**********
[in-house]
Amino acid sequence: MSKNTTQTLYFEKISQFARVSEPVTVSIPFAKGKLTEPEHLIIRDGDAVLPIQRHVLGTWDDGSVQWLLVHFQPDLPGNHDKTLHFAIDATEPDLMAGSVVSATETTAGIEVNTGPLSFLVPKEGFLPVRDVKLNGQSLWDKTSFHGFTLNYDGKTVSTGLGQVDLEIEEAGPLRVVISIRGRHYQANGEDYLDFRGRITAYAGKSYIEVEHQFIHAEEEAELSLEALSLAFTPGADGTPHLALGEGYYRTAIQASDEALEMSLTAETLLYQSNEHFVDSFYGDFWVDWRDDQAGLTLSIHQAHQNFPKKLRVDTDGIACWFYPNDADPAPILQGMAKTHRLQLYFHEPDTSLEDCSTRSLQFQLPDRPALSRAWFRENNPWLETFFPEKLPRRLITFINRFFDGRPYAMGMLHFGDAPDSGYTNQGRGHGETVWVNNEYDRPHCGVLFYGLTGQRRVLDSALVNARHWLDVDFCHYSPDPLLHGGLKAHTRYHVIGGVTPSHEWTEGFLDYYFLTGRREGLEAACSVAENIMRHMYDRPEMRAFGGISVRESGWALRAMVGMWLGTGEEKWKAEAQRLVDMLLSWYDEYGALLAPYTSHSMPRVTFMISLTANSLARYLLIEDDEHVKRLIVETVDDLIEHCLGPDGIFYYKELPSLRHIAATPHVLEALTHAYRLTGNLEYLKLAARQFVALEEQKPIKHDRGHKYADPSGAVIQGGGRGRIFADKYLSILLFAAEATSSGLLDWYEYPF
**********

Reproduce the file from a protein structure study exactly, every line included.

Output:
[in-house]
Amino acid sequence: MSKNTTQTLYFEKISQFARVSEPVTVSIPFAKGKLTEPEHLIIRDGDAVLPIQRHVLGTWDDGSVQWLLVHFQPDLPGNHDKTLHFAIDATEPDLMAGSVVSATETTAGIEVNTGPLSFLVPKEGFLPVRDVKLNGQSLWDKTSFHGFTLNYDGKTVSTGLGQVDLEIEEAGPLRVVISIRGRHYQANGEDYLDFRGRITAYAGKSYIEVEHQFIHAEEEAELSLEALSLAFTPGADGTPHLALGEGYYRTAIQASDEALEMSLTAETLLYQSNEHFVDSFYGDFWVDWRDDQAGLTLSIHQAHQNFPKKLRVDTDGIACWFYPNDADPAPILQGMAKTHRLQLYFHEPDTSLEDCSTRSLQFQLPDRPALSRAWFRENNPWLETFFPEKLPRRLITFINRFFDGRPYAMGMLHFGDAPDSGYTNQGRGHGETVWVNNEYDRPHCGVLFYGLTGQRRVLDSALVNARHWLDVDFCHYSPDPLLHGGLKAHTRYHVIGGVTPSHEWTEGFLDYYFLTGRREGLEAACSVAENIMRHMYDRPEMRAFGGISVRESGWALRAMVGMWLGTGEEKWKAEAQRLVDMLLSWYDEYGALLAPYTSHSMPRVTFMISLTANSLARYLLIEDDEHVKRLIVETVDDLIEHCLGPDGIFYYKELPSLRHIAATPHVLEALTHAYRLTGNLEYLKLAARQFVALEEQKPIKHDRGHKYADPSGAVIQGGGRGRIFADKYLSILLFAAEATSSGLLDWYEYPF